Print version ISSN 0213-9111
PEREZ-FARINOS, Napoleón et al. A sampling design for a Sentinel General Practitioner Network. Gac Sanit [online]. 2009, vol.23, n.3, pp. 186-191. ISSN 0213-9111. http://dx.doi.org/10.1590/S0213-91112009000300004.
Objective: To construct a design for probabilistic sampling of reporting physicians in sentinel networks. Methods: We performed a multi-stage sample selection study. Data on primary care physicians and their patients were obtained from the Madrid Health Institute for 2005. The geographical unit of reference was the basic health area. A factorial analysis was performed on the basis of demographic, socio-cultural and socio-occupational variables. A cluster analysis was conducted to group the 247 basic health areas into homogeneous strata, which were then tested using a discriminant analysis. The general practitioners and pediatricians needed in each stratum were selected by simple random sampling. The representativeness of the population monitored by the selected physicians was studied with respect to the population of Madrid. Results: Factorial analysis yielded five factors. Using these, 14 strata were obtained, which were shown to be homogeneous and mutually different by discriminant analysis. The minimum population that needed to be monitored consisted of 146,946 adults and 24,518 children, proportionally distributed among the respective strata. Eighty-eight general practitioners and 32 pediatricians were selected, who respectively covered populations of 154,610 and 31,336 persons representative of the general population. Conclusions: Obtaining samples through suitable designs improves the accuracy of the information gathered by health sentinel networks in epidemiologic surveillance. Ensuring the representativeness of the study population vis-à-vis the general population is essential; cluster analysis and simple random sampling are methods that meet this need. Selecting physicians by means of probabilistic methods enables the accuracy of estimates to be ascertained.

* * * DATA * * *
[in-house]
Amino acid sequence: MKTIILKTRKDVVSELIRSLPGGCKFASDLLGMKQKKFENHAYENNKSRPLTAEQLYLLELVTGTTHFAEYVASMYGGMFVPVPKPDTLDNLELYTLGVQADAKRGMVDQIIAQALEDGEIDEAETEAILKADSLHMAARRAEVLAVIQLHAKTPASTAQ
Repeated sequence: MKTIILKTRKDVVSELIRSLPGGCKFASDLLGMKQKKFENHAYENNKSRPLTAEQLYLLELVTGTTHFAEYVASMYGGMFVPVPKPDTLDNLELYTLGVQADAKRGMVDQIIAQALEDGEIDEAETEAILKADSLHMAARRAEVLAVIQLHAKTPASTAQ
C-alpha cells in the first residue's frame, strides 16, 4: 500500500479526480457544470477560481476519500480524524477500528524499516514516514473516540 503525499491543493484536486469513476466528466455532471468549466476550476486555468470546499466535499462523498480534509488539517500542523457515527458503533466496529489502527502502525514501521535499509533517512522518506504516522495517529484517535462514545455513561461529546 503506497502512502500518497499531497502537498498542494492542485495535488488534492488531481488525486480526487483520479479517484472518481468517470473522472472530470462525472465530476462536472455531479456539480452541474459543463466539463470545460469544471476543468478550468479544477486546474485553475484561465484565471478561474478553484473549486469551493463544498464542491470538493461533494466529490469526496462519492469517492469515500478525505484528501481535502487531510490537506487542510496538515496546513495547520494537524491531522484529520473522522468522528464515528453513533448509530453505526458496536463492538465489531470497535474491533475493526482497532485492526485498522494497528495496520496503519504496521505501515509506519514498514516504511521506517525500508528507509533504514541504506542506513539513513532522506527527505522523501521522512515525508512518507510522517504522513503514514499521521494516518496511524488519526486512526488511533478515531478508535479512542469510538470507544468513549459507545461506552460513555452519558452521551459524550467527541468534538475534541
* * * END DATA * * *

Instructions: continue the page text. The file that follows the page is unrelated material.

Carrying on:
Keywords : Sentinel surveillance; Sampling studies; Primary health care; Cluster analysis.